In Light of Lawsuits, Publishers May Need to Rethink Blog Strategy
As the use of the internet as a forum for posting comments on blogs and social networking sites has exploded, so has the number of lawsuits brought by those seeking restitution for alleged defamatory statements by anonymous posters.
Because the Communications Decency Act of 1996 explicitly shields owners of websites hosting third-party content from liability, litigants have sought to obtain information about the posters themselves, creating complex questions of privacy rights for publishers.
What information should publishers require from contributors, and when should they agree to hand it over to the courts? What level of involvement in the production or posting of blog content puts publishers themselves under the threat of liability? These and other concerns should be on the mind of every publisher as this evolving area of media law works itself out on the state and federal level.
Publishing Executive Inbox asked Damon Dunn, a partner with the Chicago-based law firm of Funkhouser Vegosen Liebman & Dunn Ltd., for his perspective on this issue. Dunn has consulted with or represented media outlets in a number of defamation lawsuits. He also recently handled a case involving a business defamed on a number of blogs by posters using assumed names.
INBOX: Print newspapers and magazines have always required contact information for those wishing to contribute comments in the form of letters to the editor, and have always been liable for such third-party content. Why is the legal situation different for blogs and other online content?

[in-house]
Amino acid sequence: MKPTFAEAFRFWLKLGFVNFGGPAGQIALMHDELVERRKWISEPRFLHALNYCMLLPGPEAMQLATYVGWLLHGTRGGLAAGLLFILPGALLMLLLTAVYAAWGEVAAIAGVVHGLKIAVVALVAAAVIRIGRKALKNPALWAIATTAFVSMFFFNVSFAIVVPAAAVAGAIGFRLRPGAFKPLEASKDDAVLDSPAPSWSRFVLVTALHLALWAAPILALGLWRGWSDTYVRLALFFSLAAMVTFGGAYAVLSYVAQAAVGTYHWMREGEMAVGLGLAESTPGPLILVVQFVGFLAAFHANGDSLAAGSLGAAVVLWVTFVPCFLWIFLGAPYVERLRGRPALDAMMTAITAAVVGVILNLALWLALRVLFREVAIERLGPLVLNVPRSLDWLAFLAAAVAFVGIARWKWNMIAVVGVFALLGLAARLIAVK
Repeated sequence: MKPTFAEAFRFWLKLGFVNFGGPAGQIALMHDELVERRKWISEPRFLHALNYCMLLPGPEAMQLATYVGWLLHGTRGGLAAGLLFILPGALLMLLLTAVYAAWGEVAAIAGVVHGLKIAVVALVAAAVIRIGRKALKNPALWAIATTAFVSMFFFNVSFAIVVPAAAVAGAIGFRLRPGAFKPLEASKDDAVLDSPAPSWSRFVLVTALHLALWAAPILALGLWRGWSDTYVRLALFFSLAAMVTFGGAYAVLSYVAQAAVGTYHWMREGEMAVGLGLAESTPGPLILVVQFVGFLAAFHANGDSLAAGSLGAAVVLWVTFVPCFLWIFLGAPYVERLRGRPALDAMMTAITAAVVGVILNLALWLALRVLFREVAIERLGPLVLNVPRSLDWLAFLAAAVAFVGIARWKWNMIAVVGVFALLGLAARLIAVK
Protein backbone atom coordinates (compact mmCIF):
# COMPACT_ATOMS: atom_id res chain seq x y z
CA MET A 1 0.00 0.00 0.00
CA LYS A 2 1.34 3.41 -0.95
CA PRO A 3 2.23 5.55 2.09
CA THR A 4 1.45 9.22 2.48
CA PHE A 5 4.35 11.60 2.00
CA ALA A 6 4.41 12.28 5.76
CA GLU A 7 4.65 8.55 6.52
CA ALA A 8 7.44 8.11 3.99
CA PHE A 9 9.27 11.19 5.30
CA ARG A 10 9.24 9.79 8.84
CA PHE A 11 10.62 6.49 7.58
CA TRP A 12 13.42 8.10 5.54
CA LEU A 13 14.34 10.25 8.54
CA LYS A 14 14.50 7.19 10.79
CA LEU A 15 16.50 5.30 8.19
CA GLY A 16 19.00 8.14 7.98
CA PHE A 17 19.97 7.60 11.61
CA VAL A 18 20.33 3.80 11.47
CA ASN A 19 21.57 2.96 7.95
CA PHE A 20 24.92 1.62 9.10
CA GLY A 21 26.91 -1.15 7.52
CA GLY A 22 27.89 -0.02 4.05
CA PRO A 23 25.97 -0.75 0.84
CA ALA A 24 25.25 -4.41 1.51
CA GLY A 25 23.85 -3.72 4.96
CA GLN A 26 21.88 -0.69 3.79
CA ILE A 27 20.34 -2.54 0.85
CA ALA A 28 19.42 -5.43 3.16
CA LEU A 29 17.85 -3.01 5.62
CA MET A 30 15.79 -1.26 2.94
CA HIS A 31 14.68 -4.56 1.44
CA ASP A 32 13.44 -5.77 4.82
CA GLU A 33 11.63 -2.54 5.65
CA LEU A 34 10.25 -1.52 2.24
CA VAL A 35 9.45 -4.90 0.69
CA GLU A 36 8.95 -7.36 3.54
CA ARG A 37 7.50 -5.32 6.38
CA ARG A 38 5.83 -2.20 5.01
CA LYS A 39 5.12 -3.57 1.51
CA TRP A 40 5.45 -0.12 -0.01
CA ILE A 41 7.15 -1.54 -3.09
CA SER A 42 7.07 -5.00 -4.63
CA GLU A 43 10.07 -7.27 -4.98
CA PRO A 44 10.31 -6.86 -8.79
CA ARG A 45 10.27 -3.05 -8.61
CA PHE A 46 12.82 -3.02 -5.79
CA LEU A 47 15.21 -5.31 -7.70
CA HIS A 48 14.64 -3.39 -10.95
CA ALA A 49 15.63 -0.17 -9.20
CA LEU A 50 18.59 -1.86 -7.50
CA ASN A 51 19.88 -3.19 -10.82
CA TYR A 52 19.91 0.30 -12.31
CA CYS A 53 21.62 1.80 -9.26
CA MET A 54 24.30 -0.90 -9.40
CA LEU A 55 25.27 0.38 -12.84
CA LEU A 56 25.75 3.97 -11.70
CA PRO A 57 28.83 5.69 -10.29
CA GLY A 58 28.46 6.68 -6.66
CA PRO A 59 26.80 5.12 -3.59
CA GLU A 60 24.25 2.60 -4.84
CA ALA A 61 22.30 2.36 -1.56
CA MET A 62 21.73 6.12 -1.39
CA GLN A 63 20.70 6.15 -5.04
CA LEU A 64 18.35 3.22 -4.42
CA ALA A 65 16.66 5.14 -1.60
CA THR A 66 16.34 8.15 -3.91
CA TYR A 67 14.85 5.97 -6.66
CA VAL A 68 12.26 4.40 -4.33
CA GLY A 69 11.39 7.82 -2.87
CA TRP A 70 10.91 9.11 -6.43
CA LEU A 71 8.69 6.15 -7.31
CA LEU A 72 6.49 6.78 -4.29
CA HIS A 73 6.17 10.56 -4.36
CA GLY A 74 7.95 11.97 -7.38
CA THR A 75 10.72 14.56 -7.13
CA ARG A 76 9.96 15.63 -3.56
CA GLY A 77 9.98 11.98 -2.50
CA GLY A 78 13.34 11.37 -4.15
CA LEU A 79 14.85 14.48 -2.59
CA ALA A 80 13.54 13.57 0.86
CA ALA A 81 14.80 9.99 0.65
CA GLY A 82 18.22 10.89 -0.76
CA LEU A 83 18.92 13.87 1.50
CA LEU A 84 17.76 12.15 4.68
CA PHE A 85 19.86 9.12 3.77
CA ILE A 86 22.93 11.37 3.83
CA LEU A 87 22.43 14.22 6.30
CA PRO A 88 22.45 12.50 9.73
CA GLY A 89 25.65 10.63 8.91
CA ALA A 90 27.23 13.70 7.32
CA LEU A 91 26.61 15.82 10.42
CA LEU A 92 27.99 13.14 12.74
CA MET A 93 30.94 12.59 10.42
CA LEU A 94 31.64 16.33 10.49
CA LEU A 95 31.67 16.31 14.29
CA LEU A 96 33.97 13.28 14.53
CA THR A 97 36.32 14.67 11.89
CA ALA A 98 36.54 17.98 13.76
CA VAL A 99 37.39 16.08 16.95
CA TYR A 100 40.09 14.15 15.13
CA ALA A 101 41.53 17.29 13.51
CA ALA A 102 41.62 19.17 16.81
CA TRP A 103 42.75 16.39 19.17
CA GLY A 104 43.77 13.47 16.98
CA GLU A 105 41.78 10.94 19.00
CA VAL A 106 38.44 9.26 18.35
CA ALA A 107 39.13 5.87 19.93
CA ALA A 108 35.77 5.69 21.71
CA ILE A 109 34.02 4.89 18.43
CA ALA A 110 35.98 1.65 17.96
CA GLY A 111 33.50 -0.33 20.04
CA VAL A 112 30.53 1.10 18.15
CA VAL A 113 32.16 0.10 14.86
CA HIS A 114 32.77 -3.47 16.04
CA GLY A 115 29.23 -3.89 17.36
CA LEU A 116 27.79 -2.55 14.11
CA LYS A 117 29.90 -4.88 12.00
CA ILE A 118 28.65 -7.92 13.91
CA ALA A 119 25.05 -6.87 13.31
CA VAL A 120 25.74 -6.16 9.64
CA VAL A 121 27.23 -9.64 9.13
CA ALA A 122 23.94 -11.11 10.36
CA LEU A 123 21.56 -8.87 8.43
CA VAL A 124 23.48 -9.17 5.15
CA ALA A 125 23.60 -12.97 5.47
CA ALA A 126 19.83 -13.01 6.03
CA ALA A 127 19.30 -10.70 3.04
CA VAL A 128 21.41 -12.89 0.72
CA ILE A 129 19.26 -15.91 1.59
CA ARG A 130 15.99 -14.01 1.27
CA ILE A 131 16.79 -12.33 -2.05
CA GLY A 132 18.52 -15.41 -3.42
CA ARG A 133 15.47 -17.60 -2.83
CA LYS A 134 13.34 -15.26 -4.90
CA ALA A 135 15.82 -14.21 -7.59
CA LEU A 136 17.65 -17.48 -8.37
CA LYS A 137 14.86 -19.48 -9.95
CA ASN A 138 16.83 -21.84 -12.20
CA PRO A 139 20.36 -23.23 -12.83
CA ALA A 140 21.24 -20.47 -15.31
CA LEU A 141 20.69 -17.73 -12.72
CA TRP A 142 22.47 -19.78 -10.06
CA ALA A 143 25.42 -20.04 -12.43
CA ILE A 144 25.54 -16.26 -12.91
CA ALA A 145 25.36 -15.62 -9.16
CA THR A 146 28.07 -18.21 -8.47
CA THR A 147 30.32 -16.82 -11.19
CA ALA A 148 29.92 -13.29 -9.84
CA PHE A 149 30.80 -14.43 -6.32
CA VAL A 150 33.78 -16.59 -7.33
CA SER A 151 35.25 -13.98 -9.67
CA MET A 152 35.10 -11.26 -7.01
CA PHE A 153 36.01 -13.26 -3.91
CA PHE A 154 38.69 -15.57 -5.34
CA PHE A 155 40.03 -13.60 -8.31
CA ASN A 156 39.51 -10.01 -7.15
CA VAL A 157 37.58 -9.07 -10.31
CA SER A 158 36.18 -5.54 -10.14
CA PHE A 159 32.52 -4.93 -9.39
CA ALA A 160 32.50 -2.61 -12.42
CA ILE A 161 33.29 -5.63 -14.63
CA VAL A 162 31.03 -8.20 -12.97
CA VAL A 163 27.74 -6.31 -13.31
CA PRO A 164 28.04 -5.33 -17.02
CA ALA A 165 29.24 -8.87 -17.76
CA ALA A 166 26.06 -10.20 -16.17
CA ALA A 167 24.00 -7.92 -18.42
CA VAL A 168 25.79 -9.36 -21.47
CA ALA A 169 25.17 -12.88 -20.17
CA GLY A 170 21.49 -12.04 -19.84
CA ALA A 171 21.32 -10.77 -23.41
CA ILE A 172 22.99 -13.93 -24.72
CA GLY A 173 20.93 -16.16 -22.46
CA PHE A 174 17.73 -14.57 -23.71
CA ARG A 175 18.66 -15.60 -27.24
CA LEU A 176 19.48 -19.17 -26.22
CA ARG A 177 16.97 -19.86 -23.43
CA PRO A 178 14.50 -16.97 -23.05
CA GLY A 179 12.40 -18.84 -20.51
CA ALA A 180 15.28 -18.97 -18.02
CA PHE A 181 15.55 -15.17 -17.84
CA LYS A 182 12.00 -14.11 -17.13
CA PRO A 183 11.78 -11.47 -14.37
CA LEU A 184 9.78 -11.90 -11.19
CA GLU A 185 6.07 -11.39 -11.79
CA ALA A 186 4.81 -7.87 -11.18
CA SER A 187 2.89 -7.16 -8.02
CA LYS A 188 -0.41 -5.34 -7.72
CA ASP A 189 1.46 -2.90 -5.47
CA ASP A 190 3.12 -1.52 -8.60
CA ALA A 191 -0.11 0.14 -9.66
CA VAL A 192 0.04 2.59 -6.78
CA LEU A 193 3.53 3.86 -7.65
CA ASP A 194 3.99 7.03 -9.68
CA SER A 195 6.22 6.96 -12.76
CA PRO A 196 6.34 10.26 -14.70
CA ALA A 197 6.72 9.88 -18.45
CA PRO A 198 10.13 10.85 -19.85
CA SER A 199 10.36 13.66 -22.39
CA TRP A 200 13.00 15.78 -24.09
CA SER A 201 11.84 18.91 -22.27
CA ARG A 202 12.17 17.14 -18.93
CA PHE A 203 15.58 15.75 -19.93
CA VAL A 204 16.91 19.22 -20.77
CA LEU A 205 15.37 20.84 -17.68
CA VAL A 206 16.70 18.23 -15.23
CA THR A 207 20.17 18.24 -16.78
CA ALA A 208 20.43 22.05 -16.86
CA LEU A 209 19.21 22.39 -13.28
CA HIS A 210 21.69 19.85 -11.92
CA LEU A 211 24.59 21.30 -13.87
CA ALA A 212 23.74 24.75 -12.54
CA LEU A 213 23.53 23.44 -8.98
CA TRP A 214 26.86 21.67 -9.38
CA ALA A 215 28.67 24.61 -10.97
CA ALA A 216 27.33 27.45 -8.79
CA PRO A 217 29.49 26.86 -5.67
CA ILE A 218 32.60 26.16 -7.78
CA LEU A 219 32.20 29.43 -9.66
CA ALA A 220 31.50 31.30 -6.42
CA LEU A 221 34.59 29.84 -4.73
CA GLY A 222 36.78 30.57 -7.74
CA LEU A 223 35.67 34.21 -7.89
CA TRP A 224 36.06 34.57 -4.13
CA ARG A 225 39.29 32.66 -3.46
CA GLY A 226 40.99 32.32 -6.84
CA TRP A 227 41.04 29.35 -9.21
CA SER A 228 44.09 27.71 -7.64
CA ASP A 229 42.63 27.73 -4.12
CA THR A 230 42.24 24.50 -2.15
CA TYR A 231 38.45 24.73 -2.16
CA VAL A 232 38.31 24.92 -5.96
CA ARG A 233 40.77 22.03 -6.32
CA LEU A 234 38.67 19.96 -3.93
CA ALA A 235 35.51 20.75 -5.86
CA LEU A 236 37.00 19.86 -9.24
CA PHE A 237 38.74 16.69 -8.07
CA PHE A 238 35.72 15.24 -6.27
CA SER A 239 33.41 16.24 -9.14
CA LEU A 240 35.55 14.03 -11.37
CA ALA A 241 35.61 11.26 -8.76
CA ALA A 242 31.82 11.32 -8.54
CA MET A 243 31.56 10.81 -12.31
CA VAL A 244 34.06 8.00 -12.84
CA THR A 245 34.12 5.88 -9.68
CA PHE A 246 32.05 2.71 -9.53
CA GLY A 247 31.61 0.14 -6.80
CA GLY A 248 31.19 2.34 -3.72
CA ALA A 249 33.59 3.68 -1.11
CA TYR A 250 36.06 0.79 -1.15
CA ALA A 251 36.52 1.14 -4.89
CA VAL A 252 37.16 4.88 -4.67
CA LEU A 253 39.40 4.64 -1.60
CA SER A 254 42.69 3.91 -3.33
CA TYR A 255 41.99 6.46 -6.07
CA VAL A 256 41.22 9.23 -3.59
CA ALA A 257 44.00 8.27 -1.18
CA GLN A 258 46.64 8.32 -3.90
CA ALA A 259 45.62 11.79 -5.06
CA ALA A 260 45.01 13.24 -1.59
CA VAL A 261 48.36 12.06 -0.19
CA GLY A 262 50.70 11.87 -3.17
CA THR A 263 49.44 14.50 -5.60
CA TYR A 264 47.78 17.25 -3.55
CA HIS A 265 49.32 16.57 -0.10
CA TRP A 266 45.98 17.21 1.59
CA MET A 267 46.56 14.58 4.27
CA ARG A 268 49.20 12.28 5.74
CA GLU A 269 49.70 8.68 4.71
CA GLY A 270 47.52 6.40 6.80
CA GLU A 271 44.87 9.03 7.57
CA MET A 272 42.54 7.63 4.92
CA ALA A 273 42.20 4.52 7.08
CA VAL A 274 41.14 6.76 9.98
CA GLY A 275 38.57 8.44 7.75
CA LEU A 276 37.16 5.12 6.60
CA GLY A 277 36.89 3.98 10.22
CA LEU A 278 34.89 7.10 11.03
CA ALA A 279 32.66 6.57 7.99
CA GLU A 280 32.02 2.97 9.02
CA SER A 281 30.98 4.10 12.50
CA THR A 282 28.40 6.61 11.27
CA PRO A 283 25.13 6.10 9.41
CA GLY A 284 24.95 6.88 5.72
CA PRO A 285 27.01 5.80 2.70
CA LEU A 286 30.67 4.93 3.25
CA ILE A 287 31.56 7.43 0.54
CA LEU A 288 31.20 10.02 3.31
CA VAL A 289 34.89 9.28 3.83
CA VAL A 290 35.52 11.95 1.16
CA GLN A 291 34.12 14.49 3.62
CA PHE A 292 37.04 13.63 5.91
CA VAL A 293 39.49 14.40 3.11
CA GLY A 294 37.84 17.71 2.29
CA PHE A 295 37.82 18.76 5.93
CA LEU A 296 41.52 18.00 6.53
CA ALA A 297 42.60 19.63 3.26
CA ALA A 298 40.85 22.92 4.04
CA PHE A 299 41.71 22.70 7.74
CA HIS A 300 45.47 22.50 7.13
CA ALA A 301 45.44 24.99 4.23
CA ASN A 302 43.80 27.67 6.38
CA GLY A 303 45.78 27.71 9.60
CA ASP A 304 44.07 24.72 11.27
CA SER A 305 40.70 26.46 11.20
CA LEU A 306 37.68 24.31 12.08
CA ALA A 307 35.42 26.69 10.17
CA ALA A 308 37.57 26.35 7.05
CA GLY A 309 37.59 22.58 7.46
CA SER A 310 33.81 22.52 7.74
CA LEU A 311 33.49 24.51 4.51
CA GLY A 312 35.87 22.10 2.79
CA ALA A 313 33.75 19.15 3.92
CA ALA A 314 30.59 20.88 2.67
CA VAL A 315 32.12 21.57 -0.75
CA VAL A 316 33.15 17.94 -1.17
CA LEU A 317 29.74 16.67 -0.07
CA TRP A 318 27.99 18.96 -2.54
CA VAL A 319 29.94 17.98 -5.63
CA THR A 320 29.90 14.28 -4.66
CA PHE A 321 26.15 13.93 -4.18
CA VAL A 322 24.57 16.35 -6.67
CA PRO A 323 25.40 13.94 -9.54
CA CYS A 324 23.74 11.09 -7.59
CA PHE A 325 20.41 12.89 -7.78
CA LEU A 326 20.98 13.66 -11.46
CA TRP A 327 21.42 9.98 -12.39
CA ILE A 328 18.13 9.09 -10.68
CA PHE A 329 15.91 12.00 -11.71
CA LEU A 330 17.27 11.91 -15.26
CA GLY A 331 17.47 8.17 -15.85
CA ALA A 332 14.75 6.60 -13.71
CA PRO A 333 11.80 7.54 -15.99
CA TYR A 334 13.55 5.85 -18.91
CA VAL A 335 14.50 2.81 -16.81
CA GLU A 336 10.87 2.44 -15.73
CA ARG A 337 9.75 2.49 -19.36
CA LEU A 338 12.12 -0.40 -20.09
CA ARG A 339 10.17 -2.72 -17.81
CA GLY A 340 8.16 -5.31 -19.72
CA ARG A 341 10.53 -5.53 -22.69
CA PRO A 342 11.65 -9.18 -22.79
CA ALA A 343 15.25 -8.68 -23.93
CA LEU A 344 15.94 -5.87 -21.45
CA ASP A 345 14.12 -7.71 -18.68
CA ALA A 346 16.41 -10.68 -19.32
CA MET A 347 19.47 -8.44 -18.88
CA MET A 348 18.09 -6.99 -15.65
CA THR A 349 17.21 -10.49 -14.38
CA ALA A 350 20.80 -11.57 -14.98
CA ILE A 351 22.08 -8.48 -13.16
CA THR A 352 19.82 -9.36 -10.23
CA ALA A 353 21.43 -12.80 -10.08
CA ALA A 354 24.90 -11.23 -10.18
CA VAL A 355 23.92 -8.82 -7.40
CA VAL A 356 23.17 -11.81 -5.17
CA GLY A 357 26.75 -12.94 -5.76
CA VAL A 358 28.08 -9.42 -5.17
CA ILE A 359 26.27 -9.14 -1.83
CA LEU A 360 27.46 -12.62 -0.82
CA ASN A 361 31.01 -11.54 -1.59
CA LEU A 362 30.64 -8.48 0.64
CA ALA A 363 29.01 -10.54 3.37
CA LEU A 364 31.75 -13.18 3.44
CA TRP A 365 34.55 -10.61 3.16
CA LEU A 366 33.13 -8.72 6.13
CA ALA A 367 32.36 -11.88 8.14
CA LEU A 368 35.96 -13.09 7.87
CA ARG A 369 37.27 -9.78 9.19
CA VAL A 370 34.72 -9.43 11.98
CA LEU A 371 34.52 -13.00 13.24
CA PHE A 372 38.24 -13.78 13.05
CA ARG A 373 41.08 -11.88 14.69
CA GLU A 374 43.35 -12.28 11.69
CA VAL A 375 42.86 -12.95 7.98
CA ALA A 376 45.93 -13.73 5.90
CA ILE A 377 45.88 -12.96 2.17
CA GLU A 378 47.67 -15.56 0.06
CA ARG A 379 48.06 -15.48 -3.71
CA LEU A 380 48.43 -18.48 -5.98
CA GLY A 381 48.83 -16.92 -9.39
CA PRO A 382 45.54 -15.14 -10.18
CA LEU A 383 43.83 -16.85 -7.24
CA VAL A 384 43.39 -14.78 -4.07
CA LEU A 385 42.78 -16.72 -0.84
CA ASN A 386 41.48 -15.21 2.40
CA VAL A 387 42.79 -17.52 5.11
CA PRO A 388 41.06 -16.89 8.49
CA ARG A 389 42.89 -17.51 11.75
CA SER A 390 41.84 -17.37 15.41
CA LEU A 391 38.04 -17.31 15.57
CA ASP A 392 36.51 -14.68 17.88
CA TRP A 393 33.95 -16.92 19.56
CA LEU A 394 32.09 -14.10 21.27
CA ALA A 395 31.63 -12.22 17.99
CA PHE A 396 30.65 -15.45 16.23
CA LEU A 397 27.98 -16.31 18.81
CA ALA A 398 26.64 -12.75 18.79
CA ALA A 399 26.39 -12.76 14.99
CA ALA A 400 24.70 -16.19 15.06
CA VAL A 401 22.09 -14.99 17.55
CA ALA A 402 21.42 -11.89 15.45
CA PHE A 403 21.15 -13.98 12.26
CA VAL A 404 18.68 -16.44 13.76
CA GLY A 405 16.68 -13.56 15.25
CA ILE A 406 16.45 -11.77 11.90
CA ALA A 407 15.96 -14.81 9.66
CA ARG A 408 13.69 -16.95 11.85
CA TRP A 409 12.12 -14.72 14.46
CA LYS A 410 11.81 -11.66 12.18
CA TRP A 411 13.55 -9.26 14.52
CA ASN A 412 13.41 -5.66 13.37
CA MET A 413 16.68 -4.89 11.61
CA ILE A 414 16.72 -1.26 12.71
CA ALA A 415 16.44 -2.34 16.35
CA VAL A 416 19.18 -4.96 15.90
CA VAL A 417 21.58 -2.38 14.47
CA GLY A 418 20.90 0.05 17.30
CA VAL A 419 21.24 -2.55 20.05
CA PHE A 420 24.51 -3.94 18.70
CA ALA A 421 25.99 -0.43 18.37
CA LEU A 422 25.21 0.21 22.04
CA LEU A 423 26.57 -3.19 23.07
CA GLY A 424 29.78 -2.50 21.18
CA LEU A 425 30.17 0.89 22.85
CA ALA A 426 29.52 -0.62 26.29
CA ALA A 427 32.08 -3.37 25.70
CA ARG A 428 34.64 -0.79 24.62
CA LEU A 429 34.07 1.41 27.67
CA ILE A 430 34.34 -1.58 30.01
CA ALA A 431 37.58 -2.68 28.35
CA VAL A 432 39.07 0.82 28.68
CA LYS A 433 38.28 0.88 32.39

DAMON DUNN: This anomaly arises from the enactment of Section 230(c) of the Communications Decency Act, which states that "No provider or user of an interactive computer service shall be treated as the publisher or speaker of any information provided by another information content provider." Section 230 was intended to encourage the continued growth of the Internet and avoid the "chilling effect" that the specter of liability could have on online speech. Most courts interpret the Act to mean that publishers operating an "interactive computer service" (which has been defined to include blogs and other websites) are not liable for defamatory content that third parties post on their websites, including user comments. This is true even though the publisher would be liable for publishing the same defamation in print or broadcast medium. Section 230 preempts inconsistent state laws but it does not extend to intellectual property rights violations.